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  • Improve Senior Management Oversight, Control, and Planning
  • Improve Board Governance Process
  • Improve Financial Statement Reporting
  • Improve Budget Process
  • Streamline Accounting Processes
  • Improve Accounting Policies, Procedures, and Controls
  • Improve Efficient Monthly Closing Procedures
  • Prepare Policies and Procedures Manuals
  • Assist In Audit Preparation
  • Remediate Audit Deficiencies
  • Accounting System Conversion
  • Simplify Grant Accounting Procedures
  • Endowment Accounting Procedures

Odyssey of Corruption – The Latest Massachusetts Nonprofit Scandal

(Boston, MA) In 2003, I was fortunate enough to be one of a handful of project managers charged with investigating, documenting, and quantifying the largest fraud in the history of the planet, WorldCom. Eventually the fraud reached 10 or 12 Billion dollars, and the CEO was put away for 20+ years.

A year or so later, I was hired to do a Policies, Procedures, and Controls assessment for Tyco. As many may remember, the CEO used the company’s bank account as his personal piggy bank, and (no thanks to me) he, too, is looking through bars for twenty years. [For the record, I tried to get into Enron, too, but they wouldn’t have me.]

The Massachusetts Office of the State Auditor just issued several scathing reports in the last few weeks. The most scandalous was the Merrimack Special Education Collaborative (MSEC) with $20M in state and local revenue. The Board and Senior Management were warned about their lack of written internal control procedures for some years but chose to ignore it, resulting in over $30 million in undocumented salary and other expenses listed ad infinitum in 102 startling pages.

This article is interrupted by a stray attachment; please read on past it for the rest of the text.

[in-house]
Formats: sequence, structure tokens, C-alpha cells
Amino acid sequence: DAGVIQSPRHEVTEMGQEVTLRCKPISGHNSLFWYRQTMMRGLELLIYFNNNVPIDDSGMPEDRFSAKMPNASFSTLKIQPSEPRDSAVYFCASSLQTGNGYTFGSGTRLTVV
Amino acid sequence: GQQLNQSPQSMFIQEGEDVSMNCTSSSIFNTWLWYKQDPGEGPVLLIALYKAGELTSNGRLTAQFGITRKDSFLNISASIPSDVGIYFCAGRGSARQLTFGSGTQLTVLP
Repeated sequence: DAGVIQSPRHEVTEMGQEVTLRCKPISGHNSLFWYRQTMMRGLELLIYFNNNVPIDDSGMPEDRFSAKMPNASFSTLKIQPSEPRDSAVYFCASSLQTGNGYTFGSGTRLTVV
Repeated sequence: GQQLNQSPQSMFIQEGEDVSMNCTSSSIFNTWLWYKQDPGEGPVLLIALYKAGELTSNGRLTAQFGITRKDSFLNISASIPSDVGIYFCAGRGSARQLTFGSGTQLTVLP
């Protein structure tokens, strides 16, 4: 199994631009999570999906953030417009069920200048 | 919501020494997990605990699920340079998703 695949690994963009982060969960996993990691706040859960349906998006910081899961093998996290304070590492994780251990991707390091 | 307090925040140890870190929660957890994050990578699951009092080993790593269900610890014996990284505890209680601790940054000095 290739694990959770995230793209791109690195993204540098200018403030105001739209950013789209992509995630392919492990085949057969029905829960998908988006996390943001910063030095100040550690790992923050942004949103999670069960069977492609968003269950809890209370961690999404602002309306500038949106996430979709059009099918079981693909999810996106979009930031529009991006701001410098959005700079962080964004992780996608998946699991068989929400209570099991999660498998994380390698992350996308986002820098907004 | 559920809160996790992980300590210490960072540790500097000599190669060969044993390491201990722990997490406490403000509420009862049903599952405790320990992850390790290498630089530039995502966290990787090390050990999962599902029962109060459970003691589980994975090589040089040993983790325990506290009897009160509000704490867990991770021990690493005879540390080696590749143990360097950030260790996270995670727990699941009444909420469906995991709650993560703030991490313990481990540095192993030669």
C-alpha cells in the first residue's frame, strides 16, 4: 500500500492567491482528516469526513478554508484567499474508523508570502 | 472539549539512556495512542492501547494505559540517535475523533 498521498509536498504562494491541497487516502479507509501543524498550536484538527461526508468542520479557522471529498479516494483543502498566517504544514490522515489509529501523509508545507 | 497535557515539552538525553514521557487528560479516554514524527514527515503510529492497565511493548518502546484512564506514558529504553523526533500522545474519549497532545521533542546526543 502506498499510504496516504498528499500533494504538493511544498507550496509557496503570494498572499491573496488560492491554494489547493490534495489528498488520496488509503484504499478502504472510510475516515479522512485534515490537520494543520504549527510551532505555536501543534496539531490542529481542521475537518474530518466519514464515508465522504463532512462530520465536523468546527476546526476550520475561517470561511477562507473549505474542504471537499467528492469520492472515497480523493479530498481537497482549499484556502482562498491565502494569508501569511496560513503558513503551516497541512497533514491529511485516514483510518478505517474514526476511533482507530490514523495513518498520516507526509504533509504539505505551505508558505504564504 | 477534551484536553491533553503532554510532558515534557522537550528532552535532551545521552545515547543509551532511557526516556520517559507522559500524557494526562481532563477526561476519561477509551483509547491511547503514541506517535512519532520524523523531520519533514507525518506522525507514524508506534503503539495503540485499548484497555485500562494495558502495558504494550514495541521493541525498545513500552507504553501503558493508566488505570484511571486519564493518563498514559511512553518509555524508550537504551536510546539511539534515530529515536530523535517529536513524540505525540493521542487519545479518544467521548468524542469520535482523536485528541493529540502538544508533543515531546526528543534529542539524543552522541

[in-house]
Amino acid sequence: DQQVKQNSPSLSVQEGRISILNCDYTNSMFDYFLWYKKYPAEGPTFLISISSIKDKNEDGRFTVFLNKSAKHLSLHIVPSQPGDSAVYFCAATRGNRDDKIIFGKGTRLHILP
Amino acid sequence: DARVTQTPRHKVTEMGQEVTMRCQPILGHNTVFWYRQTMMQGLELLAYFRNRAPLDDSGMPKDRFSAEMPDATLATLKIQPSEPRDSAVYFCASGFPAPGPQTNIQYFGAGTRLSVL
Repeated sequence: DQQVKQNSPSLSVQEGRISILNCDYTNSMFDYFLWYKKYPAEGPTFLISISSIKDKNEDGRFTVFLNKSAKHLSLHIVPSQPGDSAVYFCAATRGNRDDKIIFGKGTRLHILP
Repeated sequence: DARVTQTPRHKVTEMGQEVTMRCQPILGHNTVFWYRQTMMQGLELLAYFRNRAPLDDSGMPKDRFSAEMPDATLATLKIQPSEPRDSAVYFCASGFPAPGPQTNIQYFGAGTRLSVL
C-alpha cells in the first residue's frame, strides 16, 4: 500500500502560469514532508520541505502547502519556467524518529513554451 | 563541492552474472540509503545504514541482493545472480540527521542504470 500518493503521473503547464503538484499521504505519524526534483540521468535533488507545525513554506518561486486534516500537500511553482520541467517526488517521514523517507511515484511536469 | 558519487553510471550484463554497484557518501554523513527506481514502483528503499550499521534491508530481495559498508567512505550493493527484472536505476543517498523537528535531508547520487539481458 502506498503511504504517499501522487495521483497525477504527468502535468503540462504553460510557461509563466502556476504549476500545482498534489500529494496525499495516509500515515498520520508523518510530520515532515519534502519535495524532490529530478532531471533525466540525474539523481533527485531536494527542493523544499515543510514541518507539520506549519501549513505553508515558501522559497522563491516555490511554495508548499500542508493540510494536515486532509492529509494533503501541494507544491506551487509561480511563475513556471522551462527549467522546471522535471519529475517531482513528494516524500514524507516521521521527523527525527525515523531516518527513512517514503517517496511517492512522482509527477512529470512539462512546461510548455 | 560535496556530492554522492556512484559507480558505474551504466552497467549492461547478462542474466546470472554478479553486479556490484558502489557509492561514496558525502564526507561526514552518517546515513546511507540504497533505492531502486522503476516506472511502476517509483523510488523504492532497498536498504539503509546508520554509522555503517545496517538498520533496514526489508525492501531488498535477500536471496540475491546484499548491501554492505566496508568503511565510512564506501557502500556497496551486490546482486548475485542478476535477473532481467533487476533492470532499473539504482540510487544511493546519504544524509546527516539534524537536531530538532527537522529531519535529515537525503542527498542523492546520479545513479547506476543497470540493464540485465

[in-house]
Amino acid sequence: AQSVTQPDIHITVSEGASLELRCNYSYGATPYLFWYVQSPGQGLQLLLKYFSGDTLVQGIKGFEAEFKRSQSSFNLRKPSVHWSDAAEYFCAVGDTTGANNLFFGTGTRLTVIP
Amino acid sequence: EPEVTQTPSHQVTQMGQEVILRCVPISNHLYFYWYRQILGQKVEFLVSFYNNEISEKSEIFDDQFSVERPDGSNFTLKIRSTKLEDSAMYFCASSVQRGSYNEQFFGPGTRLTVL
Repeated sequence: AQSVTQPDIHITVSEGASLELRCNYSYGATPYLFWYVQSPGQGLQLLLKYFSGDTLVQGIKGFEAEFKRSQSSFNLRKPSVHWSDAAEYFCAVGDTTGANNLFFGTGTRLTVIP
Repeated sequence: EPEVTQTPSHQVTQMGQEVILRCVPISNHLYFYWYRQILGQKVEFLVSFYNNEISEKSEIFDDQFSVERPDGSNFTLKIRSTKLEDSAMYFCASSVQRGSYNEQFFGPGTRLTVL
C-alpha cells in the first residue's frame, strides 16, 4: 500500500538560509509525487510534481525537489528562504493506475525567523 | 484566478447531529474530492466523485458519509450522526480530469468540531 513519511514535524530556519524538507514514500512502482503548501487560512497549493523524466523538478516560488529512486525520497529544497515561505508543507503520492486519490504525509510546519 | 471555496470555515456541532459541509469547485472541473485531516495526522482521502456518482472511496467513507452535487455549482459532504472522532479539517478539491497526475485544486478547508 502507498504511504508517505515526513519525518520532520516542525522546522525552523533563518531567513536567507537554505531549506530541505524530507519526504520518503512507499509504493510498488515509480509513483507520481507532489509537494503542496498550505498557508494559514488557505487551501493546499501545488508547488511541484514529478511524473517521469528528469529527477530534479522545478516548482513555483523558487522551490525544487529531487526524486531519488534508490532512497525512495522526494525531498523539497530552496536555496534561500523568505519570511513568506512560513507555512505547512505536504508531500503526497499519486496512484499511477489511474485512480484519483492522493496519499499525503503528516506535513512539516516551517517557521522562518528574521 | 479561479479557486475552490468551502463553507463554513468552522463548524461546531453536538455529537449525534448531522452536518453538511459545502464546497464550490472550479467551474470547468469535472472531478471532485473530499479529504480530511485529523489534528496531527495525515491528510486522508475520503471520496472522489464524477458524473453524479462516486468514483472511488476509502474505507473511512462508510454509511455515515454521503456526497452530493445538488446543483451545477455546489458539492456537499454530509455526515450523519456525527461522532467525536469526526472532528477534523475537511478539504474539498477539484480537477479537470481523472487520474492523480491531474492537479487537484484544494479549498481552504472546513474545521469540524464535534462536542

The Inspector General has also been swarming all over the operation, and all signs point to key senior management siphoning up to $10 million for their own use. Estimates of credit card abuses alone range up to $400,000. As in WorldCom, Tyco, and Enron, it appears that a few “bad apples” caused this scandal, but the remainder of senior management and the Board may have prevented the problem if sound internal control had been followed.

There are lessons to be learned from what the above examples have in common.

Almost all staff, managers, and Board members are honest and well-intentioned. But that is just not enough to completely prevent either inadvertent errors or intentional abuse.
Well thought out internal control procedures are intended primarily to help those employees and Boards really trying to do a good job. It minimizes the risk of errors – from the clerks who process transactions to Boards who monitor performance. Good internal control helps the organization perform “better, cheaper, faster,” as my high tech friends would say.
Well thought out internal control procedures make it harder for dishonest folks to engage in fraudulent activity; and hopefully detect bad behavior once perpetrated. Where intimidation is a potential issue, whistleblower telephone lines make a difference.
Good internal control includes Board responsibility and behavior. Board members must be independent of senior management in every sense of that word. Boards can and should seek out the advice of independent accountants, lawyers, and other consultants. They should think for themselves and not be a rubber stamp for management.
Bad internal control makes operations inefficient and risky, opens the door to dishonest behavior, and hurts company morale for all the honest, well-intentioned employees. And it can ultimately ruin the organization and the stability of all those good folks connected with it, not to mention the organization’s mission.
NPA Consultants

NPA Consultants are specialists in Policies, Procedures and Controls. We perform inexpensive assessments and have updated/created procedures manuals for organizations from $1M to $100M in revenue. If your accounting department is “broken” or just needs some updating, call us. We are also happy to answer any questions. Contact us at or 617 694 4600.

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